Canadian, like U.S. supplies of oil and gas are partly available from indigenous oil and gas reserves and increasingly imported from OPEC countries. The indigenous supplies, either from mature producing regions or from frontier regions are available at a cost which is expected to increase in all regions as reserves are depleted. Accordingly, the availability of future indigenous supplies of oil and gas under economic criteria of exploitation is limited by the price of alternative sources of consumable energy, i.e. the price or imported oil for certain markets or the price of the coal BTU at the burner tip in other markets, or the price of nuclear power generation in sectors such as space heating, where electrical power could be substituted or could supplement fossil fuels. A methodology is presented to estimate the cost and magnitude of new oil and gas reserves in mature producing region such as Alberta, hence the investment requirements and the corresponding reserves that could be made available from domestic producing regions. This methodology applied to Alberta as an illustrative pilot case, show that the hydrocarbon reserves, principally natural gas, which could be added to current proven reserves cost on the average ∗ already twice as much on an equivalent BTU basis than imported oil and this cost is expected to rise exponentially. Furthermore, the ultimate conventional hydrocarbon reserves are estimated at 147,000 TBTU's with current technology, compared to cumulative proven reserves of 145,420 TBTU's at the end of 1975 (Ref. 1). As a consequence economic incentives to help decrease Canadian dependence on foreign oil (and liquefied gas) imports are expected to prove increasingly futile in mature producing regions such as Alberta, B.C., Saskatchewan or Manitoba. Frontier regions such as the Atlantic seaboard continental shelf ought to be given the benefit of the doubt until such regions "mature", i.e. become sufficiently known in terms of hydrocarbon reserves prospects and in terms of costs to find, develop, produce and transport oil and gas.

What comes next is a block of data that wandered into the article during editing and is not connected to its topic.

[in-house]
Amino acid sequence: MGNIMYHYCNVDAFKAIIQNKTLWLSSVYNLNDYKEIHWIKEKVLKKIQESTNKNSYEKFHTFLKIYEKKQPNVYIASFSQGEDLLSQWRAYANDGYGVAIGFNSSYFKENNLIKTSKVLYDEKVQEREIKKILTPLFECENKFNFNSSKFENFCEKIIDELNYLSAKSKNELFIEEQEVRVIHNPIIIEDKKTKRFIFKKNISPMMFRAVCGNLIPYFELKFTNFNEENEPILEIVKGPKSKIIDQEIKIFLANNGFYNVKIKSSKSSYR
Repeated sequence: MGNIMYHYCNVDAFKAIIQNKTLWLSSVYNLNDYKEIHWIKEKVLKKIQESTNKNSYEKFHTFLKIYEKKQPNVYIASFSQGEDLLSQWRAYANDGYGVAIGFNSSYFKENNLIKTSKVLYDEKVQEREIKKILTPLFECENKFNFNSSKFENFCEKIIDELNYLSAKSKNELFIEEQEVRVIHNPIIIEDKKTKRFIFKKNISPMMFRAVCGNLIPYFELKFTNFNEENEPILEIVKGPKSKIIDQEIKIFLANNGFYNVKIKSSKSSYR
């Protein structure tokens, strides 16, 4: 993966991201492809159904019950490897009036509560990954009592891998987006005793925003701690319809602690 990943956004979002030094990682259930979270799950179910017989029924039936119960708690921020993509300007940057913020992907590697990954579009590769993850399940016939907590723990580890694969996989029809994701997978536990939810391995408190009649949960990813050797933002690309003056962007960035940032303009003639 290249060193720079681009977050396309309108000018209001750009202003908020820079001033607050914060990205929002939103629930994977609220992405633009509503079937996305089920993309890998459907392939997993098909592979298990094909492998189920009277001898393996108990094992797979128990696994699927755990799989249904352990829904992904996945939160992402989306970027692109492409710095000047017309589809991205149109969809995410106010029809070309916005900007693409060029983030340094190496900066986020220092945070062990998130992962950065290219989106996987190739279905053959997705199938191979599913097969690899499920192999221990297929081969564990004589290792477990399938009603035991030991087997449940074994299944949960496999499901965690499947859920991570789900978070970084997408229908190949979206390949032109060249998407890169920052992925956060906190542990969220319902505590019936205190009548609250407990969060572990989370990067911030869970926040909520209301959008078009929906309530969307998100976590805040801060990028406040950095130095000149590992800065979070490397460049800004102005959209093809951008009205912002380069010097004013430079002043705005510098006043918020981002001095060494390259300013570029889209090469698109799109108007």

The same methodology presented in this paper and applied to Alberta could be applied to frontier region as such regions gradually change status: from "frontier" to "mature" regions. Current exploration technology such as computerized geophysics and current knowledge of prospection, drilling and development costs in offshore and Arctic environments ought to considerably reduce this transition period. Indeed it may be already justified to apply the methodology presented in this paper to Canadian Arctic regions which are rapidly becoming "mature" in terms of expected costs to find, develop, produce and transport oil and gas. Although the confidence limits on ultimate reserves determinations and future costs of new hydrocarbon reserves would be quite broad at this time, the exercise is considered worthwhile because it would help focus attention on the crucial parameters of planning and policy formulation regarding such prospective producing regions.

∗ Luckier than average operators can and do find new reserves at lower costs of course, in much the same way that astute bettors at the races find betting at the races profitable.

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